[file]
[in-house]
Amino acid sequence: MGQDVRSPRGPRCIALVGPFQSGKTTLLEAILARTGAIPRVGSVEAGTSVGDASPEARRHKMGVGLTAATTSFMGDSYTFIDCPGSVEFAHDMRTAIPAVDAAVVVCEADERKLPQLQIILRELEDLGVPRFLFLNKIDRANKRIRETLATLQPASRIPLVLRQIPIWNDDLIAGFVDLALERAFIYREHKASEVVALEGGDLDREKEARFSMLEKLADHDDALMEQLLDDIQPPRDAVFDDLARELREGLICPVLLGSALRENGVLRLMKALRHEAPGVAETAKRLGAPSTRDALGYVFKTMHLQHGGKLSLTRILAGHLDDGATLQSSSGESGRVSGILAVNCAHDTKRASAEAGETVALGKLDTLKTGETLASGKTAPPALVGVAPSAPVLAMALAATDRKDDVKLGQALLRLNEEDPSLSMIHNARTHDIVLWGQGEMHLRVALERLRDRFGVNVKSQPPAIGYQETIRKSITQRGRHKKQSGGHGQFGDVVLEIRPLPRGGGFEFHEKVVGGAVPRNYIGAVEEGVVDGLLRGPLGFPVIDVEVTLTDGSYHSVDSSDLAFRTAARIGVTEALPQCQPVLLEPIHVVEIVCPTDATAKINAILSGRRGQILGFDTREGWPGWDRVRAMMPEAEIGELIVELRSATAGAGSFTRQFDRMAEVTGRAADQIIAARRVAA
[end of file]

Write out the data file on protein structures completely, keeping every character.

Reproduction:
[in-house]
Amino acid sequence: MGQDVRSPRGPRCIALVGPFQSGKTTLLEAILARTGAIPRVGSVEAGTSVGDASPEARRHKMGVGLTAATTSFMGDSYTFIDCPGSVEFAHDMRTAIPAVDAAVVVCEADERKLPQLQIILRELEDLGVPRFLFLNKIDRANKRIRETLATLQPASRIPLVLRQIPIWNDDLIAGFVDLALERAFIYREHKASEVVALEGGDLDREKEARFSMLEKLADHDDALMEQLLDDIQPPRDAVFDDLARELREGLICPVLLGSALRENGVLRLMKALRHEAPGVAETAKRLGAPSTRDALGYVFKTMHLQHGGKLSLTRILAGHLDDGATLQSSSGESGRVSGILAVNCAHDTKRASAEAGETVALGKLDTLKTGETLASGKTAPPALVGVAPSAPVLAMALAATDRKDDVKLGQALLRLNEEDPSLSMIHNARTHDIVLWGQGEMHLRVALERLRDRFGVNVKSQPPAIGYQETIRKSITQRGRHKKQSGGHGQFGDVVLEIRPLPRGGGFEFHEKVVGGAVPRNYIGAVEEGVVDGLLRGPLGFPVIDVEVTLTDGSYHSVDSSDLAFRTAARIGVTEALPQCQPVLLEPIHVVEIVCPTDATAKINAILSGRRGQILGFDTREGWPGWDRVRAMMPEAEIGELIVELRSATAGAGSFTRQFDRMAEVTGRAADQIIAARRVAA